The weathered old door swings open
and they emerge in a profusion
of hot pink and green, fuchsia and teal,
the colors of kiddie fashion flashing
like Broadway marquees–
“Now Appearing, The Cute Corps”–wrapping
four little bodies
in superficial gaiety, opposing
what is in their hearts
and what they must express.
They bound forth,
breathless, with rose cheeks,
the elders bearing the spring-loaded storm door
for the little ones.
I kneel curbside,
leaves crumpling under my knee,
and my pants soak up yesterday`s cold rain.
I reach out
for tardy embraces I once thought lost.
Crazy Four`s out the door first, bulling
past the line of scrimmage
with a smile as wide as the 50-yard line, demanding
“Daddy, where have you been?!”
and then another and then another and then another
joins the huddle, so close
our tears mingle from the sweetest pressing
of cheeks against cheeks, and
I inhale their love words
into my breaking heart.
They have missed me!
What have I done to deserve such grace?
I am a mess of tears and snot.
My hands are shaking;
it takes me ten minutes just to buckle them up.
I drive with my left hand;
my right is in the back seat, absorbed
into the breast of a pixie, who
will not let go of it.
“I sad, Daddy,
I miss you, Daddy,
I wuv you, Daddy.”
I drive for 20 minutes
with no destination, soaking
up the chatter competing
for my undivided attention, loving it.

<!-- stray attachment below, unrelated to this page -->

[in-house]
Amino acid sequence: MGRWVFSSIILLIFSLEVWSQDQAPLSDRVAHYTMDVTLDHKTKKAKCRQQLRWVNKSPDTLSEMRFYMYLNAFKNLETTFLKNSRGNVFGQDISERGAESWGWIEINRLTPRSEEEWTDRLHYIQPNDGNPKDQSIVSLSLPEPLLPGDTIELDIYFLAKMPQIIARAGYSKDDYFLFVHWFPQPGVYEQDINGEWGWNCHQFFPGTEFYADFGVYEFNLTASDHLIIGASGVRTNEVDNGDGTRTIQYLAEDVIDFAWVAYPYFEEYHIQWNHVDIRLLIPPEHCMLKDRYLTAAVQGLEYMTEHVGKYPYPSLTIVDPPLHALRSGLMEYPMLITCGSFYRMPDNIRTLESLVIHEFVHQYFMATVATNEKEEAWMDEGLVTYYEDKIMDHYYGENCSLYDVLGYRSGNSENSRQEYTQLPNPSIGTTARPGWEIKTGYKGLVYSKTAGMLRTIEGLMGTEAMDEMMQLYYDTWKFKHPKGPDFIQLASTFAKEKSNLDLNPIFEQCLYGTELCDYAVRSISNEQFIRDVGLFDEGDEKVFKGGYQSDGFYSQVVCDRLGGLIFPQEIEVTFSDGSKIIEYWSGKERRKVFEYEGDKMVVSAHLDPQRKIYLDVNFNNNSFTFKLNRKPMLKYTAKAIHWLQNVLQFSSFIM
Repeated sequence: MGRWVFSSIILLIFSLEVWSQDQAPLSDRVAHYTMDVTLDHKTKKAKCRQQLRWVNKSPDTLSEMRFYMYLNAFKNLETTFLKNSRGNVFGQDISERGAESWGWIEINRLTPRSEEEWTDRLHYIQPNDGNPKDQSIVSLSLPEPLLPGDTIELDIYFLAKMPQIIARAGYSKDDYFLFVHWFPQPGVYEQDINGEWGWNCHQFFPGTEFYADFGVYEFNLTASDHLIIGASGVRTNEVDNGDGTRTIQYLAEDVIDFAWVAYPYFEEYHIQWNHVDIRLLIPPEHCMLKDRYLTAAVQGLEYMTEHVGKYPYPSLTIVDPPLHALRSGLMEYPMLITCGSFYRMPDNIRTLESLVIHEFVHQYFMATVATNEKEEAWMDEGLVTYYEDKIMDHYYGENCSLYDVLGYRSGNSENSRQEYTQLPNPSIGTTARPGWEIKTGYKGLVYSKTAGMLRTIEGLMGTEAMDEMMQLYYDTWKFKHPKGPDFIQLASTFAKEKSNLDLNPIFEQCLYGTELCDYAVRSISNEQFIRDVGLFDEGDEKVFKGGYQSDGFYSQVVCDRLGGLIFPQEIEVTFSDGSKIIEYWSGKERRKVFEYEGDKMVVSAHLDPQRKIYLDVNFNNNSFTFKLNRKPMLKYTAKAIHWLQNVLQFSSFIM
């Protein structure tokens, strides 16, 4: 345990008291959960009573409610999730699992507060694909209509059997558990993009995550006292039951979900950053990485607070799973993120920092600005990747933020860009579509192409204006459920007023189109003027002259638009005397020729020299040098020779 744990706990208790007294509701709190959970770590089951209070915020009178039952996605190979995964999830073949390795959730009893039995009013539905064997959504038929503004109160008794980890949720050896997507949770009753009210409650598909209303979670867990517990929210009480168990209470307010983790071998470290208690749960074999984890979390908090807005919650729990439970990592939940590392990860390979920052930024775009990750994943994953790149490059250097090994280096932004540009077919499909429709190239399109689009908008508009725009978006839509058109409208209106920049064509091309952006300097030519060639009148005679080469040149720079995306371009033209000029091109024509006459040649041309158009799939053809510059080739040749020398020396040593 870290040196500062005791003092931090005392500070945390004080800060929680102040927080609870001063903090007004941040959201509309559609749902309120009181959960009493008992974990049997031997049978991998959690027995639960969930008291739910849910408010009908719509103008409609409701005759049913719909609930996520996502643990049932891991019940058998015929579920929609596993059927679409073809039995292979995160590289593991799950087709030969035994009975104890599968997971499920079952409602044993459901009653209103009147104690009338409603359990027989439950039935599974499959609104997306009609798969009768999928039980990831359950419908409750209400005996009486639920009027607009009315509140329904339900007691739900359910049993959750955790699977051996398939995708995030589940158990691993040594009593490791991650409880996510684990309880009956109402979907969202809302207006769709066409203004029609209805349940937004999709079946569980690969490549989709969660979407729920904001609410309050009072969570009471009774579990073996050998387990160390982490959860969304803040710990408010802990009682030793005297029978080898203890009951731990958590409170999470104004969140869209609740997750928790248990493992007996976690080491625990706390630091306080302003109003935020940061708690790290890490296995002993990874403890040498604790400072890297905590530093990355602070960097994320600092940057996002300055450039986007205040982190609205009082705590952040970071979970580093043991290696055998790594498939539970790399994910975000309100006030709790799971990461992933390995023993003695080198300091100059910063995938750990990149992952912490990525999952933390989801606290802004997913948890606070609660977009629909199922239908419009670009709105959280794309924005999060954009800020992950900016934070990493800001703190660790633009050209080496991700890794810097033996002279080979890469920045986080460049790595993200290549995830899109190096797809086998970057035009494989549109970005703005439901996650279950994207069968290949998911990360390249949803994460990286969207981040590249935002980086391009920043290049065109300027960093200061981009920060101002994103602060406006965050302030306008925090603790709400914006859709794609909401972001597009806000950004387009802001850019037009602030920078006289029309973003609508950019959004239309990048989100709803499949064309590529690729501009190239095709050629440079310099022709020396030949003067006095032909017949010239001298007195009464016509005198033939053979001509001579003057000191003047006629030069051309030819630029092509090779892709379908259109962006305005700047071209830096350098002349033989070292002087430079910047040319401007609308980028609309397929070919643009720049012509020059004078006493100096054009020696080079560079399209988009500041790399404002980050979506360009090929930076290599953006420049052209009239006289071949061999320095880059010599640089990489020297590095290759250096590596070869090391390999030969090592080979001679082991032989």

“C`mon, Daddy, you`re kidding,” says the Lion,
“You can come home with us!”
Nine-Going-On-Nineteen sobs deep sobs, gulping
the stale car air rapidly to compensate,
and his tears fall into the pock-marked velour
of the front passenger seat.
I stop the Monte Crappo–so named affectionately
by the scramps–pulling
the watery boy into my chest with my left arm
while my right hand fishes back and forth
to stroke tiny hands and soft hair in the back,
and I look over my shoulder into the eyes of the Quiet One and
she draws me into the silent well of her pain.
“It`s okay, it will be all right.
I love you.
I will never leave you.”
My children! I want to pull out my heart and
stretch it high and wide into a love cocoon and
horde you inside, shielding
you from the pain wrought
even by those who love you so,
even by myself.
In the mall, now, I stoop down, swiping
gently at running noses and wet cheeks,
and we run hither and there, taking
trifling pleasures in the tinsel gaudiness, basking
in the carousel lights bouncing off our eyes, laughing
at the fuzzy toys turning silly backflips, admiring
the cheap kiosk paintings and trinkets, throwing
pennies in the fountain, savoring
the warm salty pretzels that never tasted so good,
until the hours are so wonderfully wasted,
hand in hand, hug by hug, loving
with innocence, without expectation,
without blame, without boundary,
and I drive slowly homeward, scraping
the curb as I come to the familiar stop–on time this first time–and
I relinquish them to the one I loved so tenderly
but know no longer.
My heart is liquid, dissolving
into my stomach
as I soak in the final waves before
the door closes behind them,
and I slump back behind the wheel, sinking
back into the nightmare as my fingers fumble
for the right key, and the cranking engine
sounds like hell.
I heave the car forward, half-blind
from the tears, feeling
I am alone again.
If I can give you a present for Christmas, this would be it: Love your loved ones every single day like it`s the last day of your life.
Happy Holidays, brothers and sisters in firefighting.